• I agree that this would be beyond the scope of a strict "question/answer" site. But I must confess that I would like to see SO expanding in that direction, it would be even more useful (for me, at least) Mar 16, 2011 at 8:23

What you have sounds like a fine idea, but i think you would find it is unworkable in the long term.

I think a large part of what you propose has already been addressed by other sites out there. For articles you have The Code Project. For blogs you have Blogger. These are just a couple of examples, you will find many more like them.

You also mention rating the article/blog pages. While this initially sounds like a good idea, many of the articles out there are already rated by the comments and feedback on them - giving a page a numerical rating like SO would is not going to add a lot of value to what already exists.

I would also be concerned at the attraction it would be to content aggregators. How would you feel to put many hours into a good article or blog post, only to have one of the aggregators out there pick it up and gain revenue through it while you never see a cent from it? Sure you may get some upvotes, but the nice fuzzy feeling you get from that doesn't put food on your table. While you could argue that there is nothing to stop aggregators doing that now with individual's blogs, and that they also already do it with the questions & answers we post on SO, it will simply fuel the fire to start including longer articles and blog posts. Personally i'm happy with it if someone aggregates my answer that took two minutes to write, but i would be super pissed if they aggregated (and gained revenue) from a blog post or article that took me several hours or days to formulate and write. Not to mention that the current SO licence model permits this aggregation.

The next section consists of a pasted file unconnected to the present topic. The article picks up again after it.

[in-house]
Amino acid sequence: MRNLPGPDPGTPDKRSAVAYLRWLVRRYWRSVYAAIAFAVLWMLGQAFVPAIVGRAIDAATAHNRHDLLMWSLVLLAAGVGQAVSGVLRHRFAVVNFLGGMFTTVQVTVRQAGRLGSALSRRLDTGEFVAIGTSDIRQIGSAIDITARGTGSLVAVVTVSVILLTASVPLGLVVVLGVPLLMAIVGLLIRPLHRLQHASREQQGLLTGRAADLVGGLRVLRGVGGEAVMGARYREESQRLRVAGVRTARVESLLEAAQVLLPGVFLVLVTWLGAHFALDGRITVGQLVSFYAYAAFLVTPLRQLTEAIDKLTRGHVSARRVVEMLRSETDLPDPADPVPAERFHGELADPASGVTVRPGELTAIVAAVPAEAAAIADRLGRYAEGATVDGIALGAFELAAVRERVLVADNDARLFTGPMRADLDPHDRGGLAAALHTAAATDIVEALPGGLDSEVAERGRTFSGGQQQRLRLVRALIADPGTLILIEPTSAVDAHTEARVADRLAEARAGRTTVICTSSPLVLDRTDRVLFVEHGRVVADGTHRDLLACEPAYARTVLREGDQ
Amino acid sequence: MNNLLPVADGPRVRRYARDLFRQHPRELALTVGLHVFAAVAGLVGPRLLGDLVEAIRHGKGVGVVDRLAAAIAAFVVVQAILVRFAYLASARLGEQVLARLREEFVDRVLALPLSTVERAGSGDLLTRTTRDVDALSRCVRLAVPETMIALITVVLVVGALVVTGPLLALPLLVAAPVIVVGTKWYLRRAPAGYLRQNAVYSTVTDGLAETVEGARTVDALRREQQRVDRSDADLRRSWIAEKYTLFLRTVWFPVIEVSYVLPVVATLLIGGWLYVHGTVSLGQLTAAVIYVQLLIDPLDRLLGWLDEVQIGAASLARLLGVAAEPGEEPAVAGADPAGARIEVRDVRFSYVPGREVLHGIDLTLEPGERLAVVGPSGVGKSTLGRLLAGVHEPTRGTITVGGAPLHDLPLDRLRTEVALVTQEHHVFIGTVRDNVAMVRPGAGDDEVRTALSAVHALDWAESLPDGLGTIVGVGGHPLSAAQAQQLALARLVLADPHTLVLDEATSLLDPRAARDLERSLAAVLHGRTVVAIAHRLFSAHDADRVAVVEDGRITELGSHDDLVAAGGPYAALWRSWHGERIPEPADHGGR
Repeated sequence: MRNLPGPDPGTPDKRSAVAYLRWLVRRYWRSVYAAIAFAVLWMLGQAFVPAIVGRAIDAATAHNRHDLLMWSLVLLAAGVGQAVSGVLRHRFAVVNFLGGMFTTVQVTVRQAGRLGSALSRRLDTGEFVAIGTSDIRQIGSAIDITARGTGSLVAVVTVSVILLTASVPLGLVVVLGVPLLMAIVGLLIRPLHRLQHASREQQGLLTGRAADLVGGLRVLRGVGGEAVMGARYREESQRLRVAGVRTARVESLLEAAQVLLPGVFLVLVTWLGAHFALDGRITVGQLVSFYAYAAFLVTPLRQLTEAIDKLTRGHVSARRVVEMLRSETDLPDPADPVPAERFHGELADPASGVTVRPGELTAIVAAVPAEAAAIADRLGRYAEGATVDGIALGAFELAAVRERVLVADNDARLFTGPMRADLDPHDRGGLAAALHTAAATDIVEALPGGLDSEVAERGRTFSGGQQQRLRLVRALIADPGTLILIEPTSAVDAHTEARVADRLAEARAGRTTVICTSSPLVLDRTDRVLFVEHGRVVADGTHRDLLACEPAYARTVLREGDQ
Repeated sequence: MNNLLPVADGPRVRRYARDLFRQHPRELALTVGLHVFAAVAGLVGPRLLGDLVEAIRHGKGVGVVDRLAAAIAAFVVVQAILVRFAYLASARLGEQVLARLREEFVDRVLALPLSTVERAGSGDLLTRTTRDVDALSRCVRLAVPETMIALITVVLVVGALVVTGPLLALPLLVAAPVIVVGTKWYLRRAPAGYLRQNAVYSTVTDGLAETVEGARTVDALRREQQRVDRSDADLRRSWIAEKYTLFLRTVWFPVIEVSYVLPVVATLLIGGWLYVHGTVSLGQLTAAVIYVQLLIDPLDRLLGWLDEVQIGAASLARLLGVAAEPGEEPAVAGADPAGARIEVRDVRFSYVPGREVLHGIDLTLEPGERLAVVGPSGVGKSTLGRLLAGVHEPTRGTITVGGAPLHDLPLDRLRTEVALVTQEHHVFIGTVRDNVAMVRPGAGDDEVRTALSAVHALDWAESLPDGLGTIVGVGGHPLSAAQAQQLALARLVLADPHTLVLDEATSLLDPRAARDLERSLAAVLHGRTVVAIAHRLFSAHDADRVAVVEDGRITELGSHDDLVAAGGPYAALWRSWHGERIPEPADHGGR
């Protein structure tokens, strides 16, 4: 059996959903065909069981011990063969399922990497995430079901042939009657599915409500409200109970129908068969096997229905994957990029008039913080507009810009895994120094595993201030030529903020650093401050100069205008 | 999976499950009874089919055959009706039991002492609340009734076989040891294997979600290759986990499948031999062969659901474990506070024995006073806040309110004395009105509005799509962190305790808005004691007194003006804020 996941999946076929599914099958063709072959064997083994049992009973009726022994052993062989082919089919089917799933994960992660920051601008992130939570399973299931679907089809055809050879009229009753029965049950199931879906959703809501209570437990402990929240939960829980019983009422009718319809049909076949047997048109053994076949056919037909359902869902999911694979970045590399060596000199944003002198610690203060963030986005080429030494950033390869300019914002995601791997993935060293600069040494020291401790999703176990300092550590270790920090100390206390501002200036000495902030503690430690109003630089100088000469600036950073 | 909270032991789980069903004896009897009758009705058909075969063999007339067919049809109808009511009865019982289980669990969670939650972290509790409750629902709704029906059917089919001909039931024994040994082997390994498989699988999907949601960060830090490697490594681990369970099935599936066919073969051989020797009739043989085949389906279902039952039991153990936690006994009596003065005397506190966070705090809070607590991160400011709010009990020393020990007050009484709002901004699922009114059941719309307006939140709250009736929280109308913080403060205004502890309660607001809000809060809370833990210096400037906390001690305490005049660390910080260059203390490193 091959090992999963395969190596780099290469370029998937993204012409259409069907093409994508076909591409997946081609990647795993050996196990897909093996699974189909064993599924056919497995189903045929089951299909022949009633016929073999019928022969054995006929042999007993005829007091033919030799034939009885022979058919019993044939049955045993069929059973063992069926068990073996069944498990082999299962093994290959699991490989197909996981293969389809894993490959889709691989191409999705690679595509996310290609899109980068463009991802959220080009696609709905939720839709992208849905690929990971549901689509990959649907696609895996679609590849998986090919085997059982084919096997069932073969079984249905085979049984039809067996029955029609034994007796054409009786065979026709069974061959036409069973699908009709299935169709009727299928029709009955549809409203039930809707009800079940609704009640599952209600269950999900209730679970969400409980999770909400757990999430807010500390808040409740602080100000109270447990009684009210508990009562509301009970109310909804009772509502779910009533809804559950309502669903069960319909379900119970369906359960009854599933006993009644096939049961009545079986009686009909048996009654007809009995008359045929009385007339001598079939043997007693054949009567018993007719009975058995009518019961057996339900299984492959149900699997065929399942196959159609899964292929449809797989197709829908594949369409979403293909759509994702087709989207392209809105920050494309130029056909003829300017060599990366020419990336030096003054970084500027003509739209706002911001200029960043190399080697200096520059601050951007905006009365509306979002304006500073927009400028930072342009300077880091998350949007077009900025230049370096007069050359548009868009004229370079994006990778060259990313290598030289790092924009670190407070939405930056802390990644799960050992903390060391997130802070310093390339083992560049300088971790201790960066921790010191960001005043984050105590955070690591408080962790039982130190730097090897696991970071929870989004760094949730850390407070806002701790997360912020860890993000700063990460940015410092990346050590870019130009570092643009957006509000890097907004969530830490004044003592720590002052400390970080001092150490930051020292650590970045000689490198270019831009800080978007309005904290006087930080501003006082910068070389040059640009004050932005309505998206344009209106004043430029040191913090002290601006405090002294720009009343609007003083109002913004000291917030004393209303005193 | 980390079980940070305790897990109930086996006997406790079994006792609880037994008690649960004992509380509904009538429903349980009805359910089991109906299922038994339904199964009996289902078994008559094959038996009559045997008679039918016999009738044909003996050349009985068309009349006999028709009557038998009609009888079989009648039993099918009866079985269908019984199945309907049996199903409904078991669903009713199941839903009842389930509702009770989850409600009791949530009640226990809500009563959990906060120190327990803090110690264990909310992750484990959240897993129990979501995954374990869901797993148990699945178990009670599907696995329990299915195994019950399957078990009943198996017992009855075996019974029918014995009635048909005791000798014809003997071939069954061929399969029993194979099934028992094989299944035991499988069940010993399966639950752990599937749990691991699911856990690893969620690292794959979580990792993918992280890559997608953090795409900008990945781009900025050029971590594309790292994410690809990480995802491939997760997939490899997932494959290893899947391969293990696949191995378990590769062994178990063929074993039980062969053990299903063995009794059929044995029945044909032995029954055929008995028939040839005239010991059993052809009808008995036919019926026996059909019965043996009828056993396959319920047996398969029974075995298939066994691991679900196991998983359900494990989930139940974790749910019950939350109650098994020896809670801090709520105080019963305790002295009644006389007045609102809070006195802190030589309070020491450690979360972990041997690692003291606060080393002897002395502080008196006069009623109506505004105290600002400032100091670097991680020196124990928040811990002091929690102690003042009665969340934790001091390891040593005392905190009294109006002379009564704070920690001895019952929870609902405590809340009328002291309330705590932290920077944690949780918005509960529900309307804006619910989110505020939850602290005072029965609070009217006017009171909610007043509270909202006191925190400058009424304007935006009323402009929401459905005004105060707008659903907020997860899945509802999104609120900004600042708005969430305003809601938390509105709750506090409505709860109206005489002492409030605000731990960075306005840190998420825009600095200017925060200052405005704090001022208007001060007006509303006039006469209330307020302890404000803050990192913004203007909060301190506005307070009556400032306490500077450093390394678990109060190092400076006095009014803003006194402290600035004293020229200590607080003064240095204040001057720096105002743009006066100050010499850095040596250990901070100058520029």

• Of course you're right. But personally I gain enough money as a software developer so I don't need to write articles to get food on my table. I'm using SO a lot in my daily work so I'd be happy to give something back (although I'm not sure how much time I'd have..) to the community in a more structured way than 'just' answering questions. I'd be content by gaining reputation :). Mar 16, 2011 at 8:46
  • Sure there are a lot of other sites with which I could do the same thing, but I think SO could do it better :). CodeProject is fine but a bit more limited in scope. Blogger is also fine, but has a much broader scope. SO could make use of a very elaborate tagging and reputation system. If you search information on SO, a tag search returing answers and pages would be very useful. Also a wiki has IMO advantages above blogs in terms of structuring content (some topics are just too big to fit in a single article). Mar 16, 2011 at 8:50